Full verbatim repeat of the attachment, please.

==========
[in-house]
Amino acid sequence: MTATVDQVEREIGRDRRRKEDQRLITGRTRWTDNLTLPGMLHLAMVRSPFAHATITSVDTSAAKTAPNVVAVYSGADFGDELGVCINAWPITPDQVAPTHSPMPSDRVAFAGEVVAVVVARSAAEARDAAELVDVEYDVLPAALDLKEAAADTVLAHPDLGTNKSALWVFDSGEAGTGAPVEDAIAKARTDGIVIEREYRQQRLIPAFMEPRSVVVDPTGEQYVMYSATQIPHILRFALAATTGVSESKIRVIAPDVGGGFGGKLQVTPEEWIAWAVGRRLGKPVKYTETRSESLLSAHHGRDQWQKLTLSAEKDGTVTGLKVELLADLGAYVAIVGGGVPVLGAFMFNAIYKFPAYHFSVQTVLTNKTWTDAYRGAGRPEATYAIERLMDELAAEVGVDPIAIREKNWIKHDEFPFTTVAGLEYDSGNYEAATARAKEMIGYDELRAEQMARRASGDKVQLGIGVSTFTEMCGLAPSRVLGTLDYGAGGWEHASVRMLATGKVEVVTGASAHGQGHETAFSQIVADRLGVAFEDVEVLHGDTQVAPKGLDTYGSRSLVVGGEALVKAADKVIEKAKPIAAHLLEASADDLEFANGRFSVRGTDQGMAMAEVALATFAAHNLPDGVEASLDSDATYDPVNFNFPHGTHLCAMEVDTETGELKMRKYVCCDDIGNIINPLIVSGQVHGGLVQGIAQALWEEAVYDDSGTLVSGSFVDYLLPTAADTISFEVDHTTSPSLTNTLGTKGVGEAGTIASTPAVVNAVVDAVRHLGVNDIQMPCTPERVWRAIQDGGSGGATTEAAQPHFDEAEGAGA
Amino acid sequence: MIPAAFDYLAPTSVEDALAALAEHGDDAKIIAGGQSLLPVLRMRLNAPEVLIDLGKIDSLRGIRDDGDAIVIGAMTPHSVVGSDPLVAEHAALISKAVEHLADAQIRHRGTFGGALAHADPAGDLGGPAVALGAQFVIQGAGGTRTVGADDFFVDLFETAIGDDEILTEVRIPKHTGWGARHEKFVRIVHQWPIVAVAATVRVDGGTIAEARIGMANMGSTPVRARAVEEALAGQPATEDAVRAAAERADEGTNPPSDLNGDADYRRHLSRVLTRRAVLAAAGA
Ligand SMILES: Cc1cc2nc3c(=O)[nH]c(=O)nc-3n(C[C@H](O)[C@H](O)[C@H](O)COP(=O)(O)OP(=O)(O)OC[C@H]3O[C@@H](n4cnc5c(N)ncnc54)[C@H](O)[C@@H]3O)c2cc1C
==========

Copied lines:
[in-house]
Amino acid sequence: MTATVDQVEREIGRDRRRKEDQRLITGRTRWTDNLTLPGMLHLAMVRSPFAHATITSVDTSAAKTAPNVVAVYSGADFGDELGVCINAWPITPDQVAPTHSPMPSDRVAFAGEVVAVVVARSAAEARDAAELVDVEYDVLPAALDLKEAAADTVLAHPDLGTNKSALWVFDSGEAGTGAPVEDAIAKARTDGIVIEREYRQQRLIPAFMEPRSVVVDPTGEQYVMYSATQIPHILRFALAATTGVSESKIRVIAPDVGGGFGGKLQVTPEEWIAWAVGRRLGKPVKYTETRSESLLSAHHGRDQWQKLTLSAEKDGTVTGLKVELLADLGAYVAIVGGGVPVLGAFMFNAIYKFPAYHFSVQTVLTNKTWTDAYRGAGRPEATYAIERLMDELAAEVGVDPIAIREKNWIKHDEFPFTTVAGLEYDSGNYEAATARAKEMIGYDELRAEQMARRASGDKVQLGIGVSTFTEMCGLAPSRVLGTLDYGAGGWEHASVRMLATGKVEVVTGASAHGQGHETAFSQIVADRLGVAFEDVEVLHGDTQVAPKGLDTYGSRSLVVGGEALVKAADKVIEKAKPIAAHLLEASADDLEFANGRFSVRGTDQGMAMAEVALATFAAHNLPDGVEASLDSDATYDPVNFNFPHGTHLCAMEVDTETGELKMRKYVCCDDIGNIINPLIVSGQVHGGLVQGIAQALWEEAVYDDSGTLVSGSFVDYLLPTAADTISFEVDHTTSPSLTNTLGTKGVGEAGTIASTPAVVNAVVDAVRHLGVNDIQMPCTPERVWRAIQDGGSGGATTEAAQPHFDEAEGAGA
Amino acid sequence: MIPAAFDYLAPTSVEDALAALAEHGDDAKIIAGGQSLLPVLRMRLNAPEVLIDLGKIDSLRGIRDDGDAIVIGAMTPHSVVGSDPLVAEHAALISKAVEHLADAQIRHRGTFGGALAHADPAGDLGGPAVALGAQFVIQGAGGTRTVGADDFFVDLFETAIGDDEILTEVRIPKHTGWGARHEKFVRIVHQWPIVAVAATVRVDGGTIAEARIGMANMGSTPVRARAVEEALAGQPATEDAVRAAAERADEGTNPPSDLNGDADYRRHLSRVLTRRAVLAAAGA
Ligand SMILES: Cc1cc2nc3c(=O)[nH]c(=O)nc-3n(C[C@H](O)[C@H](O)[C@H](O)COP(=O)(O)OP(=O)(O)OC[C@H]3O[C@@H](n4cnc5c(N)ncnc54)[C@H](O)[C@@H]3O)c2cc1C